Title page for ETD etd-04042005-144251


Document Type Doctoral Thesis
Author Visser, Marinda
URN etd-04042005-144251
Document Title Molecular biological studies of the Fusarium wilt pathogen of banana in South Africa
Degree PhD (Microbiology and Plant Pathology)
Department Microbiology and Plant Pathology
Supervisor
Advisor Name Title
Prof B D Wingfield Co-Supervisor
Prof M J Wingfield Co-Supervisor
Prof T R Gordon Co-Supervisor
Dr A Viljoen Supervisor
Keywords
  • no key words available
Date 2003-11-24
Availability unrestricted
Abstract
Fusarium oxysporum f. sp.cubense (Foc) is a fungal pathogen that is highly successful in its ability to cause Fusarium wilt of banana. Apart from its specificity to the banana plant (Musa spp.), genotypic variants of the pathogen have proven to evolve sufficiently to target specific banana cultivars under different environmental conditions. This variability in the fungus has been illustrated in numerous studies in the past, and involved phenotypic markers such vegetative compatibility groups (VCGs) and genotypic markers such as DNA amplified fingerprints (DAFs), random amplified polymorphic DNAs (RAPs) and sequencing. This thesis has made an attempt to investigate the underlying reasons for diversity and diversification of a worldwide population of Foc, with emphasis on a South African population The application and development of molecular biological tools for phylogenetic and host-specificity studies which included techniques such as vegetative compatibility studies, analysis of sequence data of a nuclear and mitochondrial gene region, searching for mating type genes, transformation of Foc and the development and testing of microsatellite markers.

Many studies on Foc have been useful in demonstrating the diverse nature of the banana pathogen. Few of these, however, have made any attempts to investigate the nature of its diversification. In an examination of the reproductive potential of a worldwide population of Foc, it has been proven that the fungus is clonal with an apparent absence of sexual recombination. It may be that Foc has become such a genetically isolated population and such an evolutionary advance pathogen that no sexual stage will ever be found. Mutations therefore, are expected to be the primary mechanism responsible for genetic variation in Foc.

Sequence data of nuclear and mitochondrial gene regions with different evolutionary rates proved that Foc consists of several clonal lineages tat maybe genetically distinct. These clonal lineages group into separate groups. The first of these groupings included the South African population while the second included isolates from the Australian region. It is suggested that clonal lineages could be linked with distinct pathotypes of the fungus. All isolates of Foc, however, maintain one common link, their ability to cause disease on the banana host.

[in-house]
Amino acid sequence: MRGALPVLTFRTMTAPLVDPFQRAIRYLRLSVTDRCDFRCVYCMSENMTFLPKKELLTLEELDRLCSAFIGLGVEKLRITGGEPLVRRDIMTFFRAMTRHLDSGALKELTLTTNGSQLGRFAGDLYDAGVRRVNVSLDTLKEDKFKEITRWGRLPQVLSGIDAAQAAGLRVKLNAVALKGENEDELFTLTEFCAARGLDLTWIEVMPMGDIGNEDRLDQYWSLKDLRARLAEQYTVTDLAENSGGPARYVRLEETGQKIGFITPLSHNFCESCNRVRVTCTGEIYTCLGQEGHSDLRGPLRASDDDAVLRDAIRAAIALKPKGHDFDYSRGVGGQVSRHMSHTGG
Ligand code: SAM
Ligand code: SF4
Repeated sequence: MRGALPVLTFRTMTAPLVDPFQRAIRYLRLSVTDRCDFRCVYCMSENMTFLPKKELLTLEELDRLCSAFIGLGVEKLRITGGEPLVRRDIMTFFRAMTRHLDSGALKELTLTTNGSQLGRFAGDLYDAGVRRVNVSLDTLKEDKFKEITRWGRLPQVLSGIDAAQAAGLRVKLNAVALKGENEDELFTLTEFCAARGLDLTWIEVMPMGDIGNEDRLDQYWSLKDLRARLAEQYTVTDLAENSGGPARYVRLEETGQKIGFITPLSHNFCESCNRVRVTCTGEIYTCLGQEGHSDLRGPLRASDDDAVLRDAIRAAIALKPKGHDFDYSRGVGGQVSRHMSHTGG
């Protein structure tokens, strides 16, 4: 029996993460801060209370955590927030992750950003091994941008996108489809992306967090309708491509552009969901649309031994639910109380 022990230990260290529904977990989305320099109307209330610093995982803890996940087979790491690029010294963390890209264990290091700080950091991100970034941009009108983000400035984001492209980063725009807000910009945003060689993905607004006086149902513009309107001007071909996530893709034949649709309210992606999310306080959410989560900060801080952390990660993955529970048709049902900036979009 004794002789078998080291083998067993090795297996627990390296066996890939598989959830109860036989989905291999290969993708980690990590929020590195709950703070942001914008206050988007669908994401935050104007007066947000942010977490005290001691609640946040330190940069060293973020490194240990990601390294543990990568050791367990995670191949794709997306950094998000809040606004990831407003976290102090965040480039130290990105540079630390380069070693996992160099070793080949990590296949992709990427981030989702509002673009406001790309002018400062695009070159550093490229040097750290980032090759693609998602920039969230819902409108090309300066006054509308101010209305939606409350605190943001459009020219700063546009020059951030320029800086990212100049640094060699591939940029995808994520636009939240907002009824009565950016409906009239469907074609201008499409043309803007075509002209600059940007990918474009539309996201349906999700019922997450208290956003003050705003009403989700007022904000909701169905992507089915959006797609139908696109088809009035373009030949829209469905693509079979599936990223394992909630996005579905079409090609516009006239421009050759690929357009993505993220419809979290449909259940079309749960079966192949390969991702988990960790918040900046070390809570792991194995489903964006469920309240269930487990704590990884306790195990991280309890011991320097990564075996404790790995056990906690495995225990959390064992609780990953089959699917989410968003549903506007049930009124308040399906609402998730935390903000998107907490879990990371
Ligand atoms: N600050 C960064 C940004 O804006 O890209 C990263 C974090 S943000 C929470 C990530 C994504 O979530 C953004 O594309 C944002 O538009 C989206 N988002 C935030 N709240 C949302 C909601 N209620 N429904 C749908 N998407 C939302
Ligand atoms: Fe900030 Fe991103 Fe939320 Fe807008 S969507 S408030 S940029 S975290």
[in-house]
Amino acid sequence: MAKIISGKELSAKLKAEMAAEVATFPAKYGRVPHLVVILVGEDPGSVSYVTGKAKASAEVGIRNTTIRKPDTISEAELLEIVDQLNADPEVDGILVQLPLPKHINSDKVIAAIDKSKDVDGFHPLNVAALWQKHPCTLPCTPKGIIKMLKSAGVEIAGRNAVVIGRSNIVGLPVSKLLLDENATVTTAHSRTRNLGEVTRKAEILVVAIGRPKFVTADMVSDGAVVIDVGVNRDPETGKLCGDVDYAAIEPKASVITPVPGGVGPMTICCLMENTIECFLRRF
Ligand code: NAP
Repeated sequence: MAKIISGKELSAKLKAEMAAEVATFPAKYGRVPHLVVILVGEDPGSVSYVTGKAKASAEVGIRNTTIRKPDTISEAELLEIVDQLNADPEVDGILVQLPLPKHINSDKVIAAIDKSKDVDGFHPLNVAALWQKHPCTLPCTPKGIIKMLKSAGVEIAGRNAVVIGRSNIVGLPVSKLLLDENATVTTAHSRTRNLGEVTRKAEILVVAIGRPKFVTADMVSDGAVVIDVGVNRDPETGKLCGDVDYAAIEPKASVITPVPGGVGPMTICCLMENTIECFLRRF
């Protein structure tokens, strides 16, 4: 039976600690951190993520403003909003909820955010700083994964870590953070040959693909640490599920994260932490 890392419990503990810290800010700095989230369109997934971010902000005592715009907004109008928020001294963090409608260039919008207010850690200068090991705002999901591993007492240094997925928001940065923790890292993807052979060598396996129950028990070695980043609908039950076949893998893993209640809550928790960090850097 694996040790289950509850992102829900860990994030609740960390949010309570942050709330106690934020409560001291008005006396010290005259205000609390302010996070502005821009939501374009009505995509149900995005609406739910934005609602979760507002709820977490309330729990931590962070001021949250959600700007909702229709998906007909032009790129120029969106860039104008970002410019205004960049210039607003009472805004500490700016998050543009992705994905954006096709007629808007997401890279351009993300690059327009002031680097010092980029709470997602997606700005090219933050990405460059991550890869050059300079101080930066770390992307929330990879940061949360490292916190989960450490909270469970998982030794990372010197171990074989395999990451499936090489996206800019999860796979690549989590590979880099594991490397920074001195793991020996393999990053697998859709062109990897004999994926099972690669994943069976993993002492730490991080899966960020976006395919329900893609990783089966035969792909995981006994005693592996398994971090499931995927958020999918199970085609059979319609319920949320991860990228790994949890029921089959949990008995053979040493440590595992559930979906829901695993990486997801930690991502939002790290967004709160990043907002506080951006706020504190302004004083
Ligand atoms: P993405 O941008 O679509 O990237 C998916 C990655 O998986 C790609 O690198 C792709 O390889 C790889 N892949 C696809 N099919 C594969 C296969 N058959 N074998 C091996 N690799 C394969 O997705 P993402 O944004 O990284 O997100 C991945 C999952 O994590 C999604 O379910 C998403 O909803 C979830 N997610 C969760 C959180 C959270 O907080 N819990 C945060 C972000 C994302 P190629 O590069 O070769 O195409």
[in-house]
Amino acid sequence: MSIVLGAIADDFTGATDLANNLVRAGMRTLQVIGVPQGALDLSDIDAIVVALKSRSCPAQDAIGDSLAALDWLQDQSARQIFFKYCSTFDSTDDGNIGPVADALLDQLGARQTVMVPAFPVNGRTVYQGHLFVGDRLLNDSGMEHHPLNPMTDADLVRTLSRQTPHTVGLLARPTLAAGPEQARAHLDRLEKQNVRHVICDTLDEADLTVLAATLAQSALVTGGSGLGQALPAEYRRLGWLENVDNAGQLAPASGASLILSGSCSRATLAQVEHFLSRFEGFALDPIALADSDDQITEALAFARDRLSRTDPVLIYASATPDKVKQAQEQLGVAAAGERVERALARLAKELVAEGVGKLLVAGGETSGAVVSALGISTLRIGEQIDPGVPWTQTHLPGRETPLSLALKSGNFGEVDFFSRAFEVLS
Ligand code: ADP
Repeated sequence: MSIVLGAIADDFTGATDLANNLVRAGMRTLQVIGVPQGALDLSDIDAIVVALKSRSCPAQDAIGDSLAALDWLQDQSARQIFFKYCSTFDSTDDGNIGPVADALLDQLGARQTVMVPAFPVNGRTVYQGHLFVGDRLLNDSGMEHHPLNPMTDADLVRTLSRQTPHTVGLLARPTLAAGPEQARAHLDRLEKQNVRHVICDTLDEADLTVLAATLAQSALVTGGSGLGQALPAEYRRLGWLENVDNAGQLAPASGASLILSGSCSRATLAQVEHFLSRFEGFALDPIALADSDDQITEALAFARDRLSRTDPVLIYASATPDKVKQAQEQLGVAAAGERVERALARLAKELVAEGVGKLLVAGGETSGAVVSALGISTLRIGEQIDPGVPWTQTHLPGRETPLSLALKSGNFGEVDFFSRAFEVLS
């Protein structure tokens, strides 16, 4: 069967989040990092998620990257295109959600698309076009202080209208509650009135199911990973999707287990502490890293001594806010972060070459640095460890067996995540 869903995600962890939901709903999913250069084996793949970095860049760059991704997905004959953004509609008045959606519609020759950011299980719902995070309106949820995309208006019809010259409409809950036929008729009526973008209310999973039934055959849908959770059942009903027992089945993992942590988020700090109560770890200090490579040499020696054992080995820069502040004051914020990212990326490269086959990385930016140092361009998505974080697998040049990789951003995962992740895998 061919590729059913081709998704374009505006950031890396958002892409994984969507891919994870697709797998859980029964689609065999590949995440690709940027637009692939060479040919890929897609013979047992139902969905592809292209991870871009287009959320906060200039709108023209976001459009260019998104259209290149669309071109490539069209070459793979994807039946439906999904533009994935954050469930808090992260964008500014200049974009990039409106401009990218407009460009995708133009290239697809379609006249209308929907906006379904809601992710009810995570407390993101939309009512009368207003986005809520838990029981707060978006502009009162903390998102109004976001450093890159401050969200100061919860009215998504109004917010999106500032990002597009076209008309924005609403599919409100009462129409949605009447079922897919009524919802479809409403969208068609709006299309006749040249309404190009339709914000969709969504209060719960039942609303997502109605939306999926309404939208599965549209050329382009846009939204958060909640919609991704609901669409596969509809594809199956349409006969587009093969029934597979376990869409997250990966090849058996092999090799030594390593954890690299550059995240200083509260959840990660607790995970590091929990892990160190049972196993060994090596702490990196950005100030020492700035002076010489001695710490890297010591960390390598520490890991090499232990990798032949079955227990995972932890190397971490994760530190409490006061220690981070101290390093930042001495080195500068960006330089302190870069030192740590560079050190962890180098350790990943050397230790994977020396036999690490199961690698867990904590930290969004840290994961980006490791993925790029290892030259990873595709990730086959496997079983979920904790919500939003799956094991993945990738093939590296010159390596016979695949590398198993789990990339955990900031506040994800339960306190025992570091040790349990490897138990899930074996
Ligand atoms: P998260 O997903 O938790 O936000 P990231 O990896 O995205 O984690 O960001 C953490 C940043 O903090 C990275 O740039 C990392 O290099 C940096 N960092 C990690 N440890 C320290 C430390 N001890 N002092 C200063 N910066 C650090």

The relationship between Foc and the banana plant has been studies extensively many years ago on the Cros Michel cultivar. The successful transformation of Foc with the green fluorescent protein, however, now makes it possible to better understand the interactions between different fungal pathotypes and host genotypes. It will also substantially assist in understanding the process of fungal infection and host defence responses. Details of the interactions, especially between Cavendish varieties and the pathogen, needs to be investigated further in future.

A study of the population structure of Foc, using VCGs and microsatellite markers, provided valuable insights into the diversity of the South African population in relation to a worldwide collection of the fungus. Both markers showed that the South African population of Foc was remarkably homogeneous, strongly reminiscent of an introduced population. This was in clear contrast to the large genetic diversity apparent in populations from Southeast Asia, the reported centre of origin of the pathogen. VCGs are believed to represent clonal lineages within a species. They are useful but not ideal markers for defining diversity in a pathogen like Foc that has no defined genetic basis for race assignment. While VCGs are believed to represent clonal lineages within a species, the assumption that isolates in the same VCG are genetically very similar can be misleading.

The development of microsatellite markers for Foc has provided an opportunity to study evolutionary relationships among populations and subpopulations of the Fusarium wilt pathogen. Differentiation between subpopulations was found to be high due to restricted gene flow and random drift. The high gene diversity revealed within the native Foc population is a clear indication that management of Fusarium wilt should involve the development of resistance cultivars.

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